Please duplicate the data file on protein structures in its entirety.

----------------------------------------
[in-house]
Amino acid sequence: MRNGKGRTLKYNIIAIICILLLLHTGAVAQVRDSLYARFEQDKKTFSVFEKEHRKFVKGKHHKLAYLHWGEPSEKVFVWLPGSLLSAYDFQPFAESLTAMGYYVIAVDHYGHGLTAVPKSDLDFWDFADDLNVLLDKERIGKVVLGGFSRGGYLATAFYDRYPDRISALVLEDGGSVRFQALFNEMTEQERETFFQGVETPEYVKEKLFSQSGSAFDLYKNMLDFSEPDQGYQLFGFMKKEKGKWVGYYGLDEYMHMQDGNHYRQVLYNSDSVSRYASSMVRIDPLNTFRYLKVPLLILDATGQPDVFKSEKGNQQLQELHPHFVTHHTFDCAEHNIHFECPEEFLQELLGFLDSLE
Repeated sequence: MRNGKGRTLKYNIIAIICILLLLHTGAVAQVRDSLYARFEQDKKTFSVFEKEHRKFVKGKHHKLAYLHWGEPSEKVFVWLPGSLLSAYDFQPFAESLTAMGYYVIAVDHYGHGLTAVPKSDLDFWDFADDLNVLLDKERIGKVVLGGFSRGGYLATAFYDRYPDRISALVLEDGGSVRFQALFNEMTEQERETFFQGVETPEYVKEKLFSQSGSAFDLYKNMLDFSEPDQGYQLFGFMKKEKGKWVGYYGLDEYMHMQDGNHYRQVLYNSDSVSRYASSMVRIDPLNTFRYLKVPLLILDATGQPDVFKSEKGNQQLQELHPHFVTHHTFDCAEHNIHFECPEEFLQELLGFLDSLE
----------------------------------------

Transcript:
[in-house]
Amino acid sequence: MRNGKGRTLKYNIIAIICILLLLHTGAVAQVRDSLYARFEQDKKTFSVFEKEHRKFVKGKHHKLAYLHWGEPSEKVFVWLPGSLLSAYDFQPFAESLTAMGYYVIAVDHYGHGLTAVPKSDLDFWDFADDLNVLLDKERIGKVVLGGFSRGGYLATAFYDRYPDRISALVLEDGGSVRFQALFNEMTEQERETFFQGVETPEYVKEKLFSQSGSAFDLYKNMLDFSEPDQGYQLFGFMKKEKGKWVGYYGLDEYMHMQDGNHYRQVLYNSDSVSRYASSMVRIDPLNTFRYLKVPLLILDATGQPDVFKSEKGNQQLQELHPHFVTHHTFDCAEHNIHFECPEEFLQELLGFLDSLE
Repeated sequence: MRNGKGRTLKYNIIAIICILLLLHTGAVAQVRDSLYARFEQDKKTFSVFEKEHRKFVKGKHHKLAYLHWGEPSEKVFVWLPGSLLSAYDFQPFAESLTAMGYYVIAVDHYGHGLTAVPKSDLDFWDFADDLNVLLDKERIGKVVLGGFSRGGYLATAFYDRYPDRISALVLEDGGSVRFQALFNEMTEQERETFFQGVETPEYVKEKLFSQSGSAFDLYKNMLDFSEPDQGYQLFGFMKKEKGKWVGYYGLDEYMHMQDGNHYRQVLYNSDSVSRYASSMVRIDPLNTFRYLKVPLLILDATGQPDVFKSEKGNQQLQELHPHFVTHHTFDCAEHNIHFECPEEFLQELLGFLDSLE